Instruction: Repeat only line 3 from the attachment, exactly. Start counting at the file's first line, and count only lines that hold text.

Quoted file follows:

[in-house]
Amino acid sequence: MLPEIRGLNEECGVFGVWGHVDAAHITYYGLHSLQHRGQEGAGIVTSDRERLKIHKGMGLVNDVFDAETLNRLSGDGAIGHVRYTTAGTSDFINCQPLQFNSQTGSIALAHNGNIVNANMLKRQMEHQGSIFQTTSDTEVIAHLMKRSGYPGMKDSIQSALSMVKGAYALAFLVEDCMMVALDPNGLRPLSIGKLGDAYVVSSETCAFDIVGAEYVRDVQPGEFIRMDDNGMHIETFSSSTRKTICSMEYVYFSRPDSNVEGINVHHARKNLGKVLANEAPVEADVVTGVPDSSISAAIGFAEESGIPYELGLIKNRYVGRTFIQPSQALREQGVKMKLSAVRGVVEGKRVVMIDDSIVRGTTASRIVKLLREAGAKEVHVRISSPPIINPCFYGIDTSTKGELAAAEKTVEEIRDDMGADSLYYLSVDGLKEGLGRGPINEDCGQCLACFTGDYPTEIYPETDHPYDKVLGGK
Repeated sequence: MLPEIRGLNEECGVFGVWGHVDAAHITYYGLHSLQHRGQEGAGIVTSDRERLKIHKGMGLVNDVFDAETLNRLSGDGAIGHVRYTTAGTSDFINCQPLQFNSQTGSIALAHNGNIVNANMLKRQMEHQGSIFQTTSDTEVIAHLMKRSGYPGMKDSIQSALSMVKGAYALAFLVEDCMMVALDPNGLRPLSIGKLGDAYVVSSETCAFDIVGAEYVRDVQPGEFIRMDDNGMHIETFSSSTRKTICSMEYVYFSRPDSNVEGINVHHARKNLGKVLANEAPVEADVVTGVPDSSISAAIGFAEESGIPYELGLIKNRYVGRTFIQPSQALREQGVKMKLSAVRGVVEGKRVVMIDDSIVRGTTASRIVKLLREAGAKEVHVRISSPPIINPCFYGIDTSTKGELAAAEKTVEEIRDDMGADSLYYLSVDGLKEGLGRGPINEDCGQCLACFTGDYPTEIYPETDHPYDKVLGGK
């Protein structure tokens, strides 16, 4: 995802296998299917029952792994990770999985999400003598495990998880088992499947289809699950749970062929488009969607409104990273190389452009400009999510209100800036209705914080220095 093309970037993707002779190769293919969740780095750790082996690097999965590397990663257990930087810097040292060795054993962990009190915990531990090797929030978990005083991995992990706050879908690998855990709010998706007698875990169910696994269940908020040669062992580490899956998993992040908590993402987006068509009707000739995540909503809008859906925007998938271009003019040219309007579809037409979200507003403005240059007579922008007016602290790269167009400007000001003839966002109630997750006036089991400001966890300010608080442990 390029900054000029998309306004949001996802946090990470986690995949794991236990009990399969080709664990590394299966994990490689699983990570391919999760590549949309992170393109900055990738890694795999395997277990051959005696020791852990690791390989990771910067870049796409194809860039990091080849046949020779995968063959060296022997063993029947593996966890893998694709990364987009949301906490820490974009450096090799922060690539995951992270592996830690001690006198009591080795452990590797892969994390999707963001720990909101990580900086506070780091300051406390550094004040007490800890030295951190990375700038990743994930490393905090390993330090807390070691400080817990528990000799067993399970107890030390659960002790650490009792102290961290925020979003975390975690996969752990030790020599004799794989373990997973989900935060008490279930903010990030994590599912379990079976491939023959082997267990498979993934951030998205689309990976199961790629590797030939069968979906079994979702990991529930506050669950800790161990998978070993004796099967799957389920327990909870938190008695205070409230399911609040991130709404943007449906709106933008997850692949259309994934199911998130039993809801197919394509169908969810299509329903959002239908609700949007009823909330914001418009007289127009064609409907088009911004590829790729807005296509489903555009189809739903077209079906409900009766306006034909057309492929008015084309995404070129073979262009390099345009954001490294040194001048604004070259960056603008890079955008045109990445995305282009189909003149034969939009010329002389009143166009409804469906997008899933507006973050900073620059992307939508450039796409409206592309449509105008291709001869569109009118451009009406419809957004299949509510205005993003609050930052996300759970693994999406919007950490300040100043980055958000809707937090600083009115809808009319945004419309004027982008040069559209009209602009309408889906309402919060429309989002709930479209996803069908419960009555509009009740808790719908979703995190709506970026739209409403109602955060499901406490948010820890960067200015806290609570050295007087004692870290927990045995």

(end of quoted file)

Repeated sequence: MLPEIRGLNEECGVFGVWGHVDAAHITYYGLHSLQHRGQEGAGIVTSDRERLKIHKGMGLVNDVFDAETLNRLSGDGAIGHVRYTTAGTSDFINCQPLQFNSQTGSIALAHNGNIVNANMLKRQMEHQGSIFQTTSDTEVIAHLMKRSGYPGMKDSIQSALSMVKGAYALAFLVEDCMMVALDPNGLRPLSIGKLGDAYVVSSETCAFDIVGAEYVRDVQPGEFIRMDDNGMHIETFSSSTRKTICSMEYVYFSRPDSNVEGINVHHARKNLGKVLANEAPVEADVVTGVPDSSISAAIGFAEESGIPYELGLIKNRYVGRTFIQPSQALREQGVKMKLSAVRGVVEGKRVVMIDDSIVRGTTASRIVKLLREAGAKEVHVRISSPPIINPCFYGIDTSTKGELAAAEKTVEEIRDDMGADSLYYLSVDGLKEGLGRGPINEDCGQCLACFTGDYPTEIYPETDHPYDKVLGGK